A formation of Eagle 150s performing at an air show over Kluang, Malaysia.
Formation flying is one of the more enjoyable aspects of flying and may or may not involve aerobatics. A group of two or more aircraft usually of the same type fly close together, changing the pattern of the formation as they display the flying skills of the pilots. In this picture they are in a right echelon formation.
What does it take for a pilot to fly formation safely and precisely?
The leader must know fully well not only his own aircraft's performance but also the other aircraft's capability in following his own aircraft's manoeuvres. He must also know if, by following his own aircraft's maneouvres, the other aircraft will be put in an unsafe position. More importantly, he must know if it is difficult for his team members to anticipate and follow his movements. This is one classic example where one must learn to follow before one can lead.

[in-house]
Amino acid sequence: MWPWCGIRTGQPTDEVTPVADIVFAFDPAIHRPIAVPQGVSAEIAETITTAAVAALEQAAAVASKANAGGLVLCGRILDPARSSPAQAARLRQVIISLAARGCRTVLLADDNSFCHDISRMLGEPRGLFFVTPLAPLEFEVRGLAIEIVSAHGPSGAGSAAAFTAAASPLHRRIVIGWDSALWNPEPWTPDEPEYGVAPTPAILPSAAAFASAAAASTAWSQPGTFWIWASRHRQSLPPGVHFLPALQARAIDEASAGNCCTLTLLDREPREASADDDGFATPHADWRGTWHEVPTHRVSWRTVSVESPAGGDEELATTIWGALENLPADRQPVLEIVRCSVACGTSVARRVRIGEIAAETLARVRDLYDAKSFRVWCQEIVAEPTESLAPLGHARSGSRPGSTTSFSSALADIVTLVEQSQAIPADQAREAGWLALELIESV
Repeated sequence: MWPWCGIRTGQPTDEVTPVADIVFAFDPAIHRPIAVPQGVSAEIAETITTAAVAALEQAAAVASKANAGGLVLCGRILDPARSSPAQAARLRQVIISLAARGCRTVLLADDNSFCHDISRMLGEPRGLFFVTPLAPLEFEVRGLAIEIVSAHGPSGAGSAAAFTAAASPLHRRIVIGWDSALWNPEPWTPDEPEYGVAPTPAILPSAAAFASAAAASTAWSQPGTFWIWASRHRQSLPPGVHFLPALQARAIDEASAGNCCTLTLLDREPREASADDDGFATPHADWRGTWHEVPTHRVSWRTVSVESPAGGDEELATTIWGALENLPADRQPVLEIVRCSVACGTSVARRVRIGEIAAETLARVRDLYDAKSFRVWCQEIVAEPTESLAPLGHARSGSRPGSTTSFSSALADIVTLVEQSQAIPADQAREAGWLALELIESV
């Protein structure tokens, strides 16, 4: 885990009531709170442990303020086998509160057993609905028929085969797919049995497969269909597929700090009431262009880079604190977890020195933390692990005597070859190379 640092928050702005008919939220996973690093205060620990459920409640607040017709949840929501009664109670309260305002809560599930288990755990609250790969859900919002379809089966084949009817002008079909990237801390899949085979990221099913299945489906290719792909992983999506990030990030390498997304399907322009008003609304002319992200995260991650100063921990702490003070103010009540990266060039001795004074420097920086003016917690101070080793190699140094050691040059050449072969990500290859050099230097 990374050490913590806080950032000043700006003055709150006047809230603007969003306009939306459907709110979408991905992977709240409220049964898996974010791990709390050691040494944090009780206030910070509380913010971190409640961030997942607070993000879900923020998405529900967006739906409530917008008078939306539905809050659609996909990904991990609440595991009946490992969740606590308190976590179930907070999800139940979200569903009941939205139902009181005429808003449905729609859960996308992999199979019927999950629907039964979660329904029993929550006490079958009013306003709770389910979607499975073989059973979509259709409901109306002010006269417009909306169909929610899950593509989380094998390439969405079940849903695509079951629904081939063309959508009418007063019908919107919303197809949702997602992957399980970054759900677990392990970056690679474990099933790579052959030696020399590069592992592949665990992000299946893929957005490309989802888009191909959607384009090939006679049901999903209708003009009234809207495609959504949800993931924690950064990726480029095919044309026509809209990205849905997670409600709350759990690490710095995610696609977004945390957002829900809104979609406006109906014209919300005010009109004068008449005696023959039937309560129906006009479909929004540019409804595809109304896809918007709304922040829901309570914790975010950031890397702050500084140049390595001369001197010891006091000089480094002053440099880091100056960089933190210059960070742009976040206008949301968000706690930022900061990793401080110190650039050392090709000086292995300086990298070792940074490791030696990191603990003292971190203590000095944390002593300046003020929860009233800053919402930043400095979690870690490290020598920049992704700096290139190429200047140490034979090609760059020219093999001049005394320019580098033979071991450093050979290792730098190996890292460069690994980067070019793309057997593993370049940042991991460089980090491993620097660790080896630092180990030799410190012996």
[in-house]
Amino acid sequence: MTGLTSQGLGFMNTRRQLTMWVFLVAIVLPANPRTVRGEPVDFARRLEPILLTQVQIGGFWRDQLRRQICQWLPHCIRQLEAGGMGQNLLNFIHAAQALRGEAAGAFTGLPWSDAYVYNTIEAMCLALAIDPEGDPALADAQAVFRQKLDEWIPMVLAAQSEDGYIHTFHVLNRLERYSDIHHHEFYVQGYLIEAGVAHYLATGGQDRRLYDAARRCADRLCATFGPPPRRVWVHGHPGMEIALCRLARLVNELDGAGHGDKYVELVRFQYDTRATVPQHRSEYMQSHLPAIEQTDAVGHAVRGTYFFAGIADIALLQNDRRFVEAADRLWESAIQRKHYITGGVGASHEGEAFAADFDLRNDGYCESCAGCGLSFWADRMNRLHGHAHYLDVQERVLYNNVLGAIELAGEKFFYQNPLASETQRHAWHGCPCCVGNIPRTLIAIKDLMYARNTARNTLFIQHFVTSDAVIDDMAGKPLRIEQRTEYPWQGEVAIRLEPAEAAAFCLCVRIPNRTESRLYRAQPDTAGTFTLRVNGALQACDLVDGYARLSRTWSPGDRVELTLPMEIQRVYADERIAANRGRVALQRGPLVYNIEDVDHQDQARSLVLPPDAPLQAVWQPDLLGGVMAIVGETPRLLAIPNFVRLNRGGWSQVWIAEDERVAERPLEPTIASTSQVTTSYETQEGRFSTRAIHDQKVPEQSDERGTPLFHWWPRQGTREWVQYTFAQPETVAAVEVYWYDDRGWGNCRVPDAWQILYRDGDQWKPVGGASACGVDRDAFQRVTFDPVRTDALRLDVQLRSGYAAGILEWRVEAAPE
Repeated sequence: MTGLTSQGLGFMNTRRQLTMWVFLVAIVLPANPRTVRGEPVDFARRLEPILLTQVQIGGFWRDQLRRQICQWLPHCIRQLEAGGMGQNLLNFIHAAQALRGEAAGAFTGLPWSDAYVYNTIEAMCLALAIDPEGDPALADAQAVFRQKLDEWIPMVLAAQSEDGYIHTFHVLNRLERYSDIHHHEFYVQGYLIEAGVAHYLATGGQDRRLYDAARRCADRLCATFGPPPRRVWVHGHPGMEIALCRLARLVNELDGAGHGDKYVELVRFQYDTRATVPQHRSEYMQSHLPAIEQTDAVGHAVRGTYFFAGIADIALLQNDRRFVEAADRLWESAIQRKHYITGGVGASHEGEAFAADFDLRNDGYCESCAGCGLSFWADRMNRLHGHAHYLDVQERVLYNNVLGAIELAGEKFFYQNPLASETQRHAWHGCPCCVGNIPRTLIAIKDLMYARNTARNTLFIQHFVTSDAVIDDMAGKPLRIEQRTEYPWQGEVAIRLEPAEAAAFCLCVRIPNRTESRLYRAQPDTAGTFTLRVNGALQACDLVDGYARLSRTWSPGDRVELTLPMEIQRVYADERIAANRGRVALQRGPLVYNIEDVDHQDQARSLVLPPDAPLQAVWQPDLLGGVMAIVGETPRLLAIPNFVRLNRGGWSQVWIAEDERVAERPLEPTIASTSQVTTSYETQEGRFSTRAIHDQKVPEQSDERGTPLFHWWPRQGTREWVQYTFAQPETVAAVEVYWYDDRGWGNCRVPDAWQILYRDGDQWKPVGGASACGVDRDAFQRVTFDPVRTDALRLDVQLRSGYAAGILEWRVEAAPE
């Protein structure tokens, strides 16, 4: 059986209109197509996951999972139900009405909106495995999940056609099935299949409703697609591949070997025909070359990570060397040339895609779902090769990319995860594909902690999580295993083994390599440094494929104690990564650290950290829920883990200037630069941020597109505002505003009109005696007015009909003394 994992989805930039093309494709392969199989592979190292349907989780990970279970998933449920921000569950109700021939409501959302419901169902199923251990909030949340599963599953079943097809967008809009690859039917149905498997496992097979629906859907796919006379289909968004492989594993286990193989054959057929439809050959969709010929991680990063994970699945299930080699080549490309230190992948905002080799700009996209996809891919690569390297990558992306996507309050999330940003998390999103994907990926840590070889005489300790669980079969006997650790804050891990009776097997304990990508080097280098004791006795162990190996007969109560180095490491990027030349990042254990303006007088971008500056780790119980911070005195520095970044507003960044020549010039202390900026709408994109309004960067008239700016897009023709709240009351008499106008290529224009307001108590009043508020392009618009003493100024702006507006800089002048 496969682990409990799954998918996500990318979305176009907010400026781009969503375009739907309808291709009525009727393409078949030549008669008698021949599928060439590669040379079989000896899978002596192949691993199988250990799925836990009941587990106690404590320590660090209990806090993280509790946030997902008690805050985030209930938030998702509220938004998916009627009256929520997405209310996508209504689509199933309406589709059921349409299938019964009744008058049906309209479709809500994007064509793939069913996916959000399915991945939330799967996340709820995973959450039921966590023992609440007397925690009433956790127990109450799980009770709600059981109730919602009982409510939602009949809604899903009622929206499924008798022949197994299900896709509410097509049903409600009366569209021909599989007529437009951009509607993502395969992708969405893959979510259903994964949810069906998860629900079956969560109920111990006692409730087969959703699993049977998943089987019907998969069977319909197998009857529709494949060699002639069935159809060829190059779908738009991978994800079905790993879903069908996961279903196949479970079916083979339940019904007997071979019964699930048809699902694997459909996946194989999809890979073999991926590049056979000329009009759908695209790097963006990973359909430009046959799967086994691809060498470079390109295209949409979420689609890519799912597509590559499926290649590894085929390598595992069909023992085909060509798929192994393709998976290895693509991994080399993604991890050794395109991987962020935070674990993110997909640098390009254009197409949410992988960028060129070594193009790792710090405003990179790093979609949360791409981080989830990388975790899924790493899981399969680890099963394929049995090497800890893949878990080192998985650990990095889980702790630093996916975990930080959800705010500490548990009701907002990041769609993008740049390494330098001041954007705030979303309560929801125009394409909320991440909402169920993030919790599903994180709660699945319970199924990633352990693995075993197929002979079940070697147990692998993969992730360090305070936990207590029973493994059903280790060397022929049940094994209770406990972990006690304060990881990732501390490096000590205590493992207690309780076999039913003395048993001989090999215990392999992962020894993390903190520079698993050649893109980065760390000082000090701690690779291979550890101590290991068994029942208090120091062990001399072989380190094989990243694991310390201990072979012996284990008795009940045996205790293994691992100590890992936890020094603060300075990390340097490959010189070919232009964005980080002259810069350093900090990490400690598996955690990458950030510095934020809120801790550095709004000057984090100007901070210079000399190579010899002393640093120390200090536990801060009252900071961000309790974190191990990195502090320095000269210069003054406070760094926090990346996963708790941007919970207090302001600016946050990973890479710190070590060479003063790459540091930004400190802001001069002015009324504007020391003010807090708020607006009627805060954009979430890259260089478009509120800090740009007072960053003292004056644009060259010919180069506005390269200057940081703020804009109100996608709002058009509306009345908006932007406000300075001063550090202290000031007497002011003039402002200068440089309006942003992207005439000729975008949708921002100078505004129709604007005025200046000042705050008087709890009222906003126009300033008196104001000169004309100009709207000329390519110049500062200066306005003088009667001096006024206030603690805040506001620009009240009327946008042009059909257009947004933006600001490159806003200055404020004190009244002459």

For the team members, the same requirements will apply but they do not have the responsibility of leading. They must concentrate on what the leader is doing and fly their aircraft in harmony with him while maintaining their relative posiition in the formation. Knowing one's aircraft intimately is therefore mandatory.
Formation flying is easier said than done but it sure is a great sport.